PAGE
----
Old 13.12.2010, 17:58
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Re: Is there ever any good excuse for not learning the language?

Getting back to the question of the "good excuse"....

My own experience / opinion.

Australia; single national language, country with no border as such
I´m 5th generation, no 2nd language within the family.
No second language taught at primary school
I tried to learn Japanese for 2 years in high school, but retained nothing.
I don´t even remember learning to speak English (I mean grammatical theory)

At the age of 25 I came to Switzerland for a 6 month stay, picked up a few words & phrases; grosses bier bitte

Went back to Oz with in the intention of returning to CH so I took some private lessons, but without hearing the language outside of the lessons, virtually no progress...

The first 2 years since returning to CH saw very little development, I work in an English-speaking job, friends are ex-pats, everyone who knew me just spoke to me in English. I took lessons for 6 months, but couldn´t string a sentence together...

In the 3rd year I took some more lessons, but lost interest...

In the 4th year I decided that I couldn´t have been here for this long, and not be able to speak "the language" so i went back to lessons.

Sometime in the 4th year, there was a tipping point where i suddenly started to talk, not well, but with some sort of confidence.

Just 4 weeks ago got my B1 certificate...but i´m still not anywhere near fluent...

After more than 5 years in the country, my German (with a little SD) is adequate at best, but i guess that´s not so bad considering my background.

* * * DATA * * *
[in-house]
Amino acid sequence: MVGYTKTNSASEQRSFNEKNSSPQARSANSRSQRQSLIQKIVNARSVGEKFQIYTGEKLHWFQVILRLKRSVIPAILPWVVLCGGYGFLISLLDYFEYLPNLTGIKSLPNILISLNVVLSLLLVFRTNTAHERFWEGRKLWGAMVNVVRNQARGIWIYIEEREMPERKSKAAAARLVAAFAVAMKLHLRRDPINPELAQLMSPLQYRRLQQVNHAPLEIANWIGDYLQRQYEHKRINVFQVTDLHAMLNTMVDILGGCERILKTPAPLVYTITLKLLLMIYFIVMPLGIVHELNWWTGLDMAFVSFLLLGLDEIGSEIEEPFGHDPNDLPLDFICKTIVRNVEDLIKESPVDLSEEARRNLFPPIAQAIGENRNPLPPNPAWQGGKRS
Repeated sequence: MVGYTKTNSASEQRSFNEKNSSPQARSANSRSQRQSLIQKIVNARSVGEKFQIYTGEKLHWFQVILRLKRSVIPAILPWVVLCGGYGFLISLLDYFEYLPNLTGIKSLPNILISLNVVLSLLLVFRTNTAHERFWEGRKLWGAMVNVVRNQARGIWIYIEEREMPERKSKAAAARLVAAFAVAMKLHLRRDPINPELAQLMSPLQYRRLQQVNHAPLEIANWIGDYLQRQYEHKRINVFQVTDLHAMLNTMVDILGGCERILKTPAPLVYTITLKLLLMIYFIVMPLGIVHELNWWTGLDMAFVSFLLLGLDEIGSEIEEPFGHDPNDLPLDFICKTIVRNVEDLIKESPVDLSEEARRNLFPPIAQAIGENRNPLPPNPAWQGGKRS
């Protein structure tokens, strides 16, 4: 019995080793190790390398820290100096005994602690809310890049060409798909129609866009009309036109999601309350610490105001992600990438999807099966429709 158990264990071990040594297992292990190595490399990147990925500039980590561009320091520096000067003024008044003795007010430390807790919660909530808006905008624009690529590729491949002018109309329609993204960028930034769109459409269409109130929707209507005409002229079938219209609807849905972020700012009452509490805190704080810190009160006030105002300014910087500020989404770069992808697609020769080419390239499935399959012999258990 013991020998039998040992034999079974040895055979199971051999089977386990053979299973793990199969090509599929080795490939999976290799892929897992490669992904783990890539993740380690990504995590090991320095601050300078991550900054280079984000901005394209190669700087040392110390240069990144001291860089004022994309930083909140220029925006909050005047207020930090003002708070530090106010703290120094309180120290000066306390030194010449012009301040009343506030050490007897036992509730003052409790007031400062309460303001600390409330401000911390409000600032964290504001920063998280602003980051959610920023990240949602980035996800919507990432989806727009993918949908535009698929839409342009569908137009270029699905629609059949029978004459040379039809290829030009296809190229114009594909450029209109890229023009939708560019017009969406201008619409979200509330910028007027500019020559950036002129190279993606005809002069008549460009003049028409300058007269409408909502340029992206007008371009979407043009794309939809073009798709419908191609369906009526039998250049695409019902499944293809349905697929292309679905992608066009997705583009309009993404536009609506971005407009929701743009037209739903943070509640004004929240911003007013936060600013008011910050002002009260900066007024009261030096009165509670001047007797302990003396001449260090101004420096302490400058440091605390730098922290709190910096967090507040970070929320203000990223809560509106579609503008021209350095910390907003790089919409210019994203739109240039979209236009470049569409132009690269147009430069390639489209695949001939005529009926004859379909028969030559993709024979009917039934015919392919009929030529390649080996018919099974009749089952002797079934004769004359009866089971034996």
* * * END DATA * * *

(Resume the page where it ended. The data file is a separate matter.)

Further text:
It frustrates the hell out of me when i meet Swiss who are fluent in 5x different languages...i might have been so brilliant, if i had the right environment as a kid...

Cheers.
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  #259  
Old 13.12.2010, 18:27
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Re: Is there ever any good excuse for not learning the language?

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I can't think of any other country which would demand foreigners living there to learn the language... really
I can think of many that are nowhere near as accommodating to non-local language speakers as Switzerland.

Try going to rural S/West France, were many of the old folks speak a patois so thick it could be Klingon even to the French, and any official will turn you away if you cannot converse in French or have an interpreter... and don't get me started on running a business there.

Honestly, people coming here without one of the 4 local languages don't know how good they have it, learning the language (if practicable) makes it easier none the less

EDIT: A little more water in the Pastis I think.... talking patios... LOL
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  #260  
Old 13.12.2010, 18:39
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Re: Is there ever any good excuse for not learning the language?

If they speak patios I definitely won't understand.